Purpose: To describe the “crocodile technique”, a new ophthalmic surgery technique for removing subretinal proliferative tissue (SPT) associated with retinal detachment.
Materials and Methods: Subjects were 21 patients who had retinal detachment with SPT. Their follow-up terms were all greater than 3 months. We undertook the crocodile technique during their subretinal surgery. The crocodile technique is a new ophthalmic technique for removing SPT using vitreous forceps, without using subretinal forceps, in small-gauge vitrectomy. After performing sufficient peripheral vitrectomy, a small intentional retinal tear was created above the SPT. The SPT was then stabilized while grasped by vitreous forceps in the subretinal space. The vitreous forceps were then rotated on their long axis, such that the SPT was rolled around the vitreous forceps in the subretinal space.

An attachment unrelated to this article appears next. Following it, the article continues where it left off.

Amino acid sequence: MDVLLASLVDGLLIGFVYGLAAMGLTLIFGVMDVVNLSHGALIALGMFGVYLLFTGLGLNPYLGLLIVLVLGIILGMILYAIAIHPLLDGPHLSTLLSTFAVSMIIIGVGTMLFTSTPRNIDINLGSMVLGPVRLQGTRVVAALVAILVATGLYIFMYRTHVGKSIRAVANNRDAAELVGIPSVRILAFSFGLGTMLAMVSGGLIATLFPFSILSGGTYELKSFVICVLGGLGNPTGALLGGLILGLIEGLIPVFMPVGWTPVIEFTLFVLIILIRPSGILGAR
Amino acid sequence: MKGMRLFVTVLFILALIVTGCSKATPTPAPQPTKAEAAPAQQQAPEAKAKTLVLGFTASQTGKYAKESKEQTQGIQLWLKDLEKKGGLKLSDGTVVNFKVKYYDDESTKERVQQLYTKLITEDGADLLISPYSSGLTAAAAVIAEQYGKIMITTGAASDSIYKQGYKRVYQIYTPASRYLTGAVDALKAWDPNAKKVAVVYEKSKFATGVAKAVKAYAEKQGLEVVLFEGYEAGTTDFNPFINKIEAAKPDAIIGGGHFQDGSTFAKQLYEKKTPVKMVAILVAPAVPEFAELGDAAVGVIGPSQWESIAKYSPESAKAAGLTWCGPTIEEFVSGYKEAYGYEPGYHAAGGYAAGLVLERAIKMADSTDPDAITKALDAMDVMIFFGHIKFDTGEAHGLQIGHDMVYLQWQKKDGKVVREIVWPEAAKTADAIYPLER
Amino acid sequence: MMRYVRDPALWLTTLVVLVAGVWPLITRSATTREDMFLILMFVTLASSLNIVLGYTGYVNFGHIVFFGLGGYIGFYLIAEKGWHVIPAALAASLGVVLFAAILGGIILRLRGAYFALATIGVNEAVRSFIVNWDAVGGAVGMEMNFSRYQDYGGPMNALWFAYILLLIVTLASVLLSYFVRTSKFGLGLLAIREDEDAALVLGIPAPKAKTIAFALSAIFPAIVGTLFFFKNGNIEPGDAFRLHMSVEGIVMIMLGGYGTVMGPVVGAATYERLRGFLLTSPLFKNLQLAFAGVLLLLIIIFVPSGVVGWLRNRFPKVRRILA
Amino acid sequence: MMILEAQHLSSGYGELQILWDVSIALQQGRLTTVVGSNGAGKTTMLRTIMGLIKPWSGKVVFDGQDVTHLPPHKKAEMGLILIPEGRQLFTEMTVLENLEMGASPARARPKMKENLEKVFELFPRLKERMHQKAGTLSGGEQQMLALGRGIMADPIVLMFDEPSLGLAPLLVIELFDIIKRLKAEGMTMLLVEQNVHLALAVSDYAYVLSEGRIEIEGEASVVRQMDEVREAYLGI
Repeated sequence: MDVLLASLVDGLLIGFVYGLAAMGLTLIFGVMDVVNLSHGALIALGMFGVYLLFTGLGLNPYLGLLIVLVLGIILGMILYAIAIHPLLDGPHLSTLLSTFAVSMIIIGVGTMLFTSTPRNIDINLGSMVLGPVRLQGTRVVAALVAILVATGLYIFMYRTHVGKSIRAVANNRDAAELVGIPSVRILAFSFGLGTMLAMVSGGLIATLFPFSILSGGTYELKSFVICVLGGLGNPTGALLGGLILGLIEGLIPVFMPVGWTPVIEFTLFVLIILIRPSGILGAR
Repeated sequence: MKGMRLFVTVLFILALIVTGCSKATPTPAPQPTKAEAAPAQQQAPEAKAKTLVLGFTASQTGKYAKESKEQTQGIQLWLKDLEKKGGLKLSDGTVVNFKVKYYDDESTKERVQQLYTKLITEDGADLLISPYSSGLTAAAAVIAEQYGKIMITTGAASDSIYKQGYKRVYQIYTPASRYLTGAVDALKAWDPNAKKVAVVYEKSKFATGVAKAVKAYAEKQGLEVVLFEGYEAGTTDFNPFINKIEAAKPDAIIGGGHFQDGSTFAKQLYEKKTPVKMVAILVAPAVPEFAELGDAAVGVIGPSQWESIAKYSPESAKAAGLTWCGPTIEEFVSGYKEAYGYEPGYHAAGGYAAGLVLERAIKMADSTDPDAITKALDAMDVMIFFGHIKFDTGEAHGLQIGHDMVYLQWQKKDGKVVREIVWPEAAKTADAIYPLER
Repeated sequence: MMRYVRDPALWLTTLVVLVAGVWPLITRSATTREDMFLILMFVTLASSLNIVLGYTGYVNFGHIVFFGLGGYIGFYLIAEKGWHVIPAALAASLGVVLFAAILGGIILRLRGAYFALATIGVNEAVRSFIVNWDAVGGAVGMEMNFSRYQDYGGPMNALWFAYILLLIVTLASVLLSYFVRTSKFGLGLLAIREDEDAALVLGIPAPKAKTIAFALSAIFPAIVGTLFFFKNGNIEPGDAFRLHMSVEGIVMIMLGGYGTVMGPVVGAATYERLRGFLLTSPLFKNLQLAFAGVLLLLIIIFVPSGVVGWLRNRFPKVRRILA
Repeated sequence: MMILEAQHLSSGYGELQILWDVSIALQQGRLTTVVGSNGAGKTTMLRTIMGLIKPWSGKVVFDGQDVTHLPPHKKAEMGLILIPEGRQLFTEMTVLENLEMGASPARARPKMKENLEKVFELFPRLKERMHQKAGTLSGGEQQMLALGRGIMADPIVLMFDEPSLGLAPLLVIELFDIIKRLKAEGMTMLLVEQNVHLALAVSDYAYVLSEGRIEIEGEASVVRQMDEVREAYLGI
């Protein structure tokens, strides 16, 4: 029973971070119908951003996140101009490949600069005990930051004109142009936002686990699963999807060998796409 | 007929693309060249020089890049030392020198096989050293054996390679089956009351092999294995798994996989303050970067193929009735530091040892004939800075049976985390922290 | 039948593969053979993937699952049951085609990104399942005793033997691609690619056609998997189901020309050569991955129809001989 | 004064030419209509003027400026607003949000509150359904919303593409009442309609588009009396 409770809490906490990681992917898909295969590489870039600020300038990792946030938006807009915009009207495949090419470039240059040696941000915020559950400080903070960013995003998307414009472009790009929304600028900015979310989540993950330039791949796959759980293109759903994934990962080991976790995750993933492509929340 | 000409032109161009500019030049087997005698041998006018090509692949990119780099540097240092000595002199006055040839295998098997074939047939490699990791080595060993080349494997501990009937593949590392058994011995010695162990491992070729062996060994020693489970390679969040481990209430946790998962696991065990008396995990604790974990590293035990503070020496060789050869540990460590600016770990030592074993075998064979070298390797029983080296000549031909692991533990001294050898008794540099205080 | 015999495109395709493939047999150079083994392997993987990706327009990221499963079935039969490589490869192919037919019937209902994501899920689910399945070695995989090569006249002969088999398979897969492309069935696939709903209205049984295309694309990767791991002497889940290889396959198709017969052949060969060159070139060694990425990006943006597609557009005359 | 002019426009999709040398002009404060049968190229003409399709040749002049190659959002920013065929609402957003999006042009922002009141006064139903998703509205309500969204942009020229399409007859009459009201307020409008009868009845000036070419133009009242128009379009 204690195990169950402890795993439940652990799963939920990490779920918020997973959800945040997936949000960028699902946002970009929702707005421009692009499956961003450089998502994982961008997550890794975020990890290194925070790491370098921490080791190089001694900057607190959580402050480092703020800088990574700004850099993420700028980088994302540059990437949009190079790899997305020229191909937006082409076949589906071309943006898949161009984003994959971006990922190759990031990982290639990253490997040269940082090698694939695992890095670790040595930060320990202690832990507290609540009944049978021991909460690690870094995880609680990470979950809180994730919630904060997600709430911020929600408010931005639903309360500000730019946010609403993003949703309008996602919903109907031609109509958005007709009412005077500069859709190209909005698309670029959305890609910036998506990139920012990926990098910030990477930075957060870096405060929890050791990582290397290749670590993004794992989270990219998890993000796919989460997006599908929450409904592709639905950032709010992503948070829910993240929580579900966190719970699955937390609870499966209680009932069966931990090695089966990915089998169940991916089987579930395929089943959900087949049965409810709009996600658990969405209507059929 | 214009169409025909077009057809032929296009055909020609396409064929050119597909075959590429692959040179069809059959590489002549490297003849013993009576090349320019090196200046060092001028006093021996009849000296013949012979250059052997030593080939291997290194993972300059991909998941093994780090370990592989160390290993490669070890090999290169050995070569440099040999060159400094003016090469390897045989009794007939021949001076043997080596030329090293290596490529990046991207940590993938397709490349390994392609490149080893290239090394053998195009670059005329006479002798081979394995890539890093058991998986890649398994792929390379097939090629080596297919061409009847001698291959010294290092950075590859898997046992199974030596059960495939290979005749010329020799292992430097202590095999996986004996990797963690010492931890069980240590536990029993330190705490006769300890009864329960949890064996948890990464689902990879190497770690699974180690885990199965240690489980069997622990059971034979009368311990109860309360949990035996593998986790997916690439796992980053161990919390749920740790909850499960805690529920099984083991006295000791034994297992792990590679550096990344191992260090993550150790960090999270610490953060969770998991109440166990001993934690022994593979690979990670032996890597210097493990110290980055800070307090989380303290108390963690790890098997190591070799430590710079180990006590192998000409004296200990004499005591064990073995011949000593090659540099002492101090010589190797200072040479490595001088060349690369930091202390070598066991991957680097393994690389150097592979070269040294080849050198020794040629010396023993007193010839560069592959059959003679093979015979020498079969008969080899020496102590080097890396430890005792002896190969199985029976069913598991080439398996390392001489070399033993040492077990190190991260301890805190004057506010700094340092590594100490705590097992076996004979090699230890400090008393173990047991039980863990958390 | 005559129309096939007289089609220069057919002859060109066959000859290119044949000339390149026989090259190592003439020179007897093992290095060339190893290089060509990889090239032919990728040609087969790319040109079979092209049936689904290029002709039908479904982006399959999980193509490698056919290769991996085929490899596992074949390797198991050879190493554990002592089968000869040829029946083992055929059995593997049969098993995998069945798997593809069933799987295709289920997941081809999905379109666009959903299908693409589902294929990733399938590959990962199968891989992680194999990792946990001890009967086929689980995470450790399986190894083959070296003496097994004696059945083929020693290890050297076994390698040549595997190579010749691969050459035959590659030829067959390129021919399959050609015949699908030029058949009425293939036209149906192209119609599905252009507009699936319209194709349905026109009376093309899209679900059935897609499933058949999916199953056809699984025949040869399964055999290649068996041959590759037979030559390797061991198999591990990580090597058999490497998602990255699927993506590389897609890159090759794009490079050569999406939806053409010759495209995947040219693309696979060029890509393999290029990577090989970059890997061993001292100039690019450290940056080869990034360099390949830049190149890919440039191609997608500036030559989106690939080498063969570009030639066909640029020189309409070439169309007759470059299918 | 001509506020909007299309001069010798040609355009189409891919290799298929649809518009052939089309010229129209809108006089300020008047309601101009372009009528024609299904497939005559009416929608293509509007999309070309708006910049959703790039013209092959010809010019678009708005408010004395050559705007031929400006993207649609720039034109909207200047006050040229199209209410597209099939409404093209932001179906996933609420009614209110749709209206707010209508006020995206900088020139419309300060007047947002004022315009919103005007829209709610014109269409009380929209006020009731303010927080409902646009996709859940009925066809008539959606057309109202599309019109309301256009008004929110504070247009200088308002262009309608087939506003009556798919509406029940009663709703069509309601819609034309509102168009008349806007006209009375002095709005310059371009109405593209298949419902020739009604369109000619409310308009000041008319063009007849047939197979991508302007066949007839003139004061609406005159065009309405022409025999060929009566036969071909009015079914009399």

Results: The crocodile technique was successfully performed without enlarging the intentional retinal tear or creating new retinal tears, in all subjects. The retina was successfully reattached in all subjects, postoperative average visual acuity was improved after surgery, and postoperative redetachment did not occur in any patients.
Conclusions: The crocodile technique can be performed without subretinal forceps. Using the technique, retinal detachment with SPT can be treated using vitreous forceps in small-gaugevitrectomy.
Published on: May 11, 2014 Pages: 1-5